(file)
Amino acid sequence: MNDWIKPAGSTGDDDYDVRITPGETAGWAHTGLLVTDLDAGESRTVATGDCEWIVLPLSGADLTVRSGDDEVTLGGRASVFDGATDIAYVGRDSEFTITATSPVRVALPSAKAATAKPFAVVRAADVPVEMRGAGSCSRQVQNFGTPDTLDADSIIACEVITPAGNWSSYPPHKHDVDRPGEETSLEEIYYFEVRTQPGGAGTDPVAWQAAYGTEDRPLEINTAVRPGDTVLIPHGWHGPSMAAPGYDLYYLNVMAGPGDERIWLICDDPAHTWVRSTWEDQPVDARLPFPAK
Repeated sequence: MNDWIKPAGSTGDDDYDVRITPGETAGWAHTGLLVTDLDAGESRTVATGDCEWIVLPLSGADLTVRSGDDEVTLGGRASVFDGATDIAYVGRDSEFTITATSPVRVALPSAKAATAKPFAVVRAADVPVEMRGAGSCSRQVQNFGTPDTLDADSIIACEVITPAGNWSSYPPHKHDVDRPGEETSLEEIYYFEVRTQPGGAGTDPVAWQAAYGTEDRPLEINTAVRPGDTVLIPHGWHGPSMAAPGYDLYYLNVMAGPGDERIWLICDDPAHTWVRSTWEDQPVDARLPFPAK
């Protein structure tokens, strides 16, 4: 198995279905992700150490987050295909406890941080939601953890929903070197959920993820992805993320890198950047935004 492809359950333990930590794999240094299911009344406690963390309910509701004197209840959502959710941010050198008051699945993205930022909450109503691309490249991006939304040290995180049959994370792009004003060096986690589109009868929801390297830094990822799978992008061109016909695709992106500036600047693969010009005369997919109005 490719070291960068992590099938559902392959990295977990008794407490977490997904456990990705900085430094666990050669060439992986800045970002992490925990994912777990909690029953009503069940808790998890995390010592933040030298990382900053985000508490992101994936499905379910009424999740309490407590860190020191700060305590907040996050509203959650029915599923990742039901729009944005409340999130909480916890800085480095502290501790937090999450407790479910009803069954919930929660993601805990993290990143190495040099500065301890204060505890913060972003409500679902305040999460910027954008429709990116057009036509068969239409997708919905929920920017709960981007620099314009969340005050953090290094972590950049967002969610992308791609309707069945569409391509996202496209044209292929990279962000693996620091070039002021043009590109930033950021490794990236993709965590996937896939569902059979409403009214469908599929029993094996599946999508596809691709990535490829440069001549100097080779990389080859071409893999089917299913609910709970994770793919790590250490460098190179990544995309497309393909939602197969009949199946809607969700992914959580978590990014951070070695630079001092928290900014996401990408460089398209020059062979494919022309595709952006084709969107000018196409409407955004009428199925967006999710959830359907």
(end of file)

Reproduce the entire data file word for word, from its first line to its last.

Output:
Amino acid sequence: MNDWIKPAGSTGDDDYDVRITPGETAGWAHTGLLVTDLDAGESRTVATGDCEWIVLPLSGADLTVRSGDDEVTLGGRASVFDGATDIAYVGRDSEFTITATSPVRVALPSAKAATAKPFAVVRAADVPVEMRGAGSCSRQVQNFGTPDTLDADSIIACEVITPAGNWSSYPPHKHDVDRPGEETSLEEIYYFEVRTQPGGAGTDPVAWQAAYGTEDRPLEINTAVRPGDTVLIPHGWHGPSMAAPGYDLYYLNVMAGPGDERIWLICDDPAHTWVRSTWEDQPVDARLPFPAK
Repeated sequence: MNDWIKPAGSTGDDDYDVRITPGETAGWAHTGLLVTDLDAGESRTVATGDCEWIVLPLSGADLTVRSGDDEVTLGGRASVFDGATDIAYVGRDSEFTITATSPVRVALPSAKAATAKPFAVVRAADVPVEMRGAGSCSRQVQNFGTPDTLDADSIIACEVITPAGNWSSYPPHKHDVDRPGEETSLEEIYYFEVRTQPGGAGTDPVAWQAAYGTEDRPLEINTAVRPGDTVLIPHGWHGPSMAAPGYDLYYLNVMAGPGDERIWLICDDPAHTWVRSTWEDQPVDARLPFPAK
């Protein structure tokens, strides 16, 4: 198995279905992700150490987050295909406890941080939601953890929903070197959920993820992805993320890198950047935004 492809359950333990930590794999240094299911009344406690963390309910509701004197209840959502959710941010050198008051699945993205930022909450109503691309490249991006939304040290995180049959994370792009004003060096986690589109009868929801390297830094990822799978992008061109016909695709992106500036600047693969010009005369997919109005 490719070291960068992590099938559902392959990295977990008794407490977490997904456990990705900085430094666990050669060439992986800045970002992490925990994912777990909690029953009503069940808790998890995390010592933040030298990382900053985000508490992101994936499905379910009424999740309490407590860190020191700060305590907040996050509203959650029915599923990742039901729009944005409340999130909480916890800085480095502290501790937090999450407790479910009803069954919930929660993601805990993290990143190495040099500065301890204060505890913060972003409500679902305040999460910027954008429709990116057009036509068969239409997708919905929920920017709960981007620099314009969340005050953090290094972590950049967002969610992308791609309707069945569409391509996202496209044209292929990279962000693996620091070039002021043009590109930033950021490794990236993709965590996937896939569902059979409403009214469908599929029993094996599946999508596809691709990535490829440069001549100097080779990389080859071409893999089917299913609910709970994770793919790590250490460098190179990544995309497309393909939602197969009949199946809607969700992914959580978590990014951070070695630079001092928290900014996401990408460089398209020059062979494919022309595709952006084709969107000018196409409407955004009428199925967006999710959830359907």